“I wanted you to know that it doesn’t matter how hard you work, that I’m willing to work harder than you”- Kobe Bryant to Jay Williams
The man was able to play at one of the most elite levels we’ve ever witnessed for such an extended period of time, due to the fact that he was the first to show up to the gym and last to leave.
It’s that reputation that followed Bryant throughout his entire career, (well deservingly to say the least), which allowed us to witness Bryant hurdle over the trial of going from Shaquille O’Neal’s sidekick to Mr. Laker.
Not many can say that.
In an era of avoiding and dismissing the very idea of adversity in today’s NBA, it’s incomprehensible to apply the necessary conviction to what Kobe Bryant was and just how underappreciated his career can be misconstrued at times.
Critics will tell you he was a bad teammate. Well, that’s because Bryant’s mindset and work ethic were beyond our capabilities of understanding from the perspective of fans, players, coaches, and just about anyone that wasn’t Kobe Bryant himself.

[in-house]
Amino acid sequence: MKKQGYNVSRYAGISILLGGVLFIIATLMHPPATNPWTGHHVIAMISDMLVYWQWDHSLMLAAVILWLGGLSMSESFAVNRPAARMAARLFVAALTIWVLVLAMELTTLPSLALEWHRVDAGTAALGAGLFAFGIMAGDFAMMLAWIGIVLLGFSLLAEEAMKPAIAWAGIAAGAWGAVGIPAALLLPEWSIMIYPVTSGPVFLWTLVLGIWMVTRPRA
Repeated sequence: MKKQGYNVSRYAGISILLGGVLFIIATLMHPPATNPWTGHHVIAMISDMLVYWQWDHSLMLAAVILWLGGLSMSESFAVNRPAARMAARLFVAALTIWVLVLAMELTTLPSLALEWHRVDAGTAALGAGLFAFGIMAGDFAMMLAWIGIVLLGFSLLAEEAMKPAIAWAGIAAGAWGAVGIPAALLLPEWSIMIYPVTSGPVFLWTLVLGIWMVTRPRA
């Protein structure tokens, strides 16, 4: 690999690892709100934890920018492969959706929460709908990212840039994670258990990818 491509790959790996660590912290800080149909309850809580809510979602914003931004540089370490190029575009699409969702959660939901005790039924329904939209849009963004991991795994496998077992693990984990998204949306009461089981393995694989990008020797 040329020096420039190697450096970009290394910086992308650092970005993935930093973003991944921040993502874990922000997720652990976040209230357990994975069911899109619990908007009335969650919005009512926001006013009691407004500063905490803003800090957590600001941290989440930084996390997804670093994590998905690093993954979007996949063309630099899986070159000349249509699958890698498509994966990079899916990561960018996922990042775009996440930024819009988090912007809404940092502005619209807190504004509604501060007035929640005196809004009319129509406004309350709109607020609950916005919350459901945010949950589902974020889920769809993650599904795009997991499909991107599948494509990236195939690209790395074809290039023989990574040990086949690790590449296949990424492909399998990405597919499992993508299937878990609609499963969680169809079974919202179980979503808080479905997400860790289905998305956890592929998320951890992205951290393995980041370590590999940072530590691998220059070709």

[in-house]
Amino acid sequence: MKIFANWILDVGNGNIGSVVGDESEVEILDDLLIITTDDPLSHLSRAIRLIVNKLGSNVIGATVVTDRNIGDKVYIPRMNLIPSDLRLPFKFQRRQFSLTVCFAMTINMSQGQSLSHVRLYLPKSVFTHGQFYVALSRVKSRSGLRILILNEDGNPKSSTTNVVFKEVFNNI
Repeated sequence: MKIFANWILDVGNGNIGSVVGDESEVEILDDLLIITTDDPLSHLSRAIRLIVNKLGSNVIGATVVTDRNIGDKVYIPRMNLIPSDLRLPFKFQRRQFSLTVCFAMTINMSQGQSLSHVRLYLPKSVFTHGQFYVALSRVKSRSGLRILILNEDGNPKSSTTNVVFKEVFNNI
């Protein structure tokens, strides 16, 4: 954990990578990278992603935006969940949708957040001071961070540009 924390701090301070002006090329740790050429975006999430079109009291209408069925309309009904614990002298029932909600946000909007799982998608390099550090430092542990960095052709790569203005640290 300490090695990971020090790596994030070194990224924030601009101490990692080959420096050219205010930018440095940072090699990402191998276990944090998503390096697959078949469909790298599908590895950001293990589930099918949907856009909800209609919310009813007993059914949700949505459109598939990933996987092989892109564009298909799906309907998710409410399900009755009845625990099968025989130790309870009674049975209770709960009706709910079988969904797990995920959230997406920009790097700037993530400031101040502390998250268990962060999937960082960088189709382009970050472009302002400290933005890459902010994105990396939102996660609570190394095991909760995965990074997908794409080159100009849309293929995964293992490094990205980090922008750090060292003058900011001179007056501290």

They’ll tell you he was a ball hog. Well, at times that may have been true. Nevertheless, that label is nothing more than an improper understanding of Kobe’s mindset, aggressiveness, and willingness to win at all costs.
From 1996 to 2016, Bryant constructed quite the resume following one of the greatest players we were privileged enough to witness:
- Five-time NBA Finals Champion (2000, 2001, 2002, 2009, 2010)
- Two-time NBA Finals Most Valuable Player (2009, 2010)
- NBA Most Valuable Player (2008)
- 18-time NBA All-Star (1998, 2000-2016)
-11-time All-NBA First Team (2002, 2003, 2004, 2006-2013)
- Two-time NBA Scoring Champ (2006, 2007)
- NBA Slam Dunk Champ (1997)
- Both numbers 8 and 24 retired by the Los Angeles Lakers
- Father to four daughters
Yet despite his countless accolades, records, and achievements that made Kobe Bryant that hero he was to millions around the world, his work wasn’t done following the end to his career on the basketball court.
Bryant’s effort’s towards applying his great world-wide influence in bettering the viewership and respect to female athletics were noteworthy and incredibly respectable.